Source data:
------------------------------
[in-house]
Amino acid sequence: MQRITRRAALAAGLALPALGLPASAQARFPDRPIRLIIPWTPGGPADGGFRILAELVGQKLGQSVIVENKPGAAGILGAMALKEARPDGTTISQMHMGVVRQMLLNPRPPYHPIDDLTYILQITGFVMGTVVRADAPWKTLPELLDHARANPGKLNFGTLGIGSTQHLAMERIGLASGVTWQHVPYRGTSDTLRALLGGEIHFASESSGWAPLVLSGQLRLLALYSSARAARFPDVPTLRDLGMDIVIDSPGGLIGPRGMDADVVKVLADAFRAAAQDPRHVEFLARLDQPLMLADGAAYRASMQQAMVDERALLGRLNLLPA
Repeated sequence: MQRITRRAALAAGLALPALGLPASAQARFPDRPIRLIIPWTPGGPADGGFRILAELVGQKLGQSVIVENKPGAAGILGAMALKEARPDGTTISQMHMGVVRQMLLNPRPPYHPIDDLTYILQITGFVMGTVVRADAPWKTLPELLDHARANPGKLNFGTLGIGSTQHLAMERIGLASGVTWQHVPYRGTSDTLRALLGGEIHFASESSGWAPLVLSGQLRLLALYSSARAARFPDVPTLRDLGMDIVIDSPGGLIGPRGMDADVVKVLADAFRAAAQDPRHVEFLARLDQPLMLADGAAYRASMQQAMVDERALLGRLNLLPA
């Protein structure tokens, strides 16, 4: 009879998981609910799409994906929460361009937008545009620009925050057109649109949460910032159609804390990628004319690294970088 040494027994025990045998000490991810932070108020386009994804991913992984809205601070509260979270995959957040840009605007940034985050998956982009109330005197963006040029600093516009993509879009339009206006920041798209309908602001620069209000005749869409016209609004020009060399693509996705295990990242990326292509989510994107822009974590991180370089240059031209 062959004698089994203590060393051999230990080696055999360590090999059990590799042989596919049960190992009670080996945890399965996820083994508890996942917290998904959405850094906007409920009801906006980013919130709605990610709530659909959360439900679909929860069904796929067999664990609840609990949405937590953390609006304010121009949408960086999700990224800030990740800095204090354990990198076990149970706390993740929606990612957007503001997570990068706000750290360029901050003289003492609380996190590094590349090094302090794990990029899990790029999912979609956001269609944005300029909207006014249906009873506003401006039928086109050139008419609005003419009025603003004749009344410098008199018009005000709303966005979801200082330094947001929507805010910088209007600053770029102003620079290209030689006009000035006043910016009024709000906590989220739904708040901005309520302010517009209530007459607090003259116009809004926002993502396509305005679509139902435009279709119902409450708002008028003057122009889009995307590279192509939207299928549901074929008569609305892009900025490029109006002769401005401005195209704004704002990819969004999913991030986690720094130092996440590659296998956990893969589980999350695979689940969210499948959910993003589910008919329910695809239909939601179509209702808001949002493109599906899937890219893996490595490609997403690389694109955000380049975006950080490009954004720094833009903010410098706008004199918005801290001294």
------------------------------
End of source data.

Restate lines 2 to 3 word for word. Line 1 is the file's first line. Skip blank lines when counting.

Amino acid sequence: MQRITRRAALAAGLALPALGLPASAQARFPDRPIRLIIPWTPGGPADGGFRILAELVGQKLGQSVIVENKPGAAGILGAMALKEARPDGTTISQMHMGVVRQMLLNPRPPYHPIDDLTYILQITGFVMGTVVRADAPWKTLPELLDHARANPGKLNFGTLGIGSTQHLAMERIGLASGVTWQHVPYRGTSDTLRALLGGEIHFASESSGWAPLVLSGQLRLLALYSSARAARFPDVPTLRDLGMDIVIDSPGGLIGPRGMDADVVKVLADAFRAAAQDPRHVEFLARLDQPLMLADGAAYRASMQQAMVDERALLGRLNLLPA
Repeated sequence: MQRITRRAALAAGLALPALGLPASAQARFPDRPIRLIIPWTPGGPADGGFRILAELVGQKLGQSVIVENKPGAAGILGAMALKEARPDGTTISQMHMGVVRQMLLNPRPPYHPIDDLTYILQITGFVMGTVVRADAPWKTLPELLDHARANPGKLNFGTLGIGSTQHLAMERIGLASGVTWQHVPYRGTSDTLRALLGGEIHFASESSGWAPLVLSGQLRLLALYSSARAARFPDVPTLRDLGMDIVIDSPGGLIGPRGMDADVVKVLADAFRAAAQDPRHVEFLARLDQPLMLADGAAYRASMQQAMVDERALLGRLNLLPA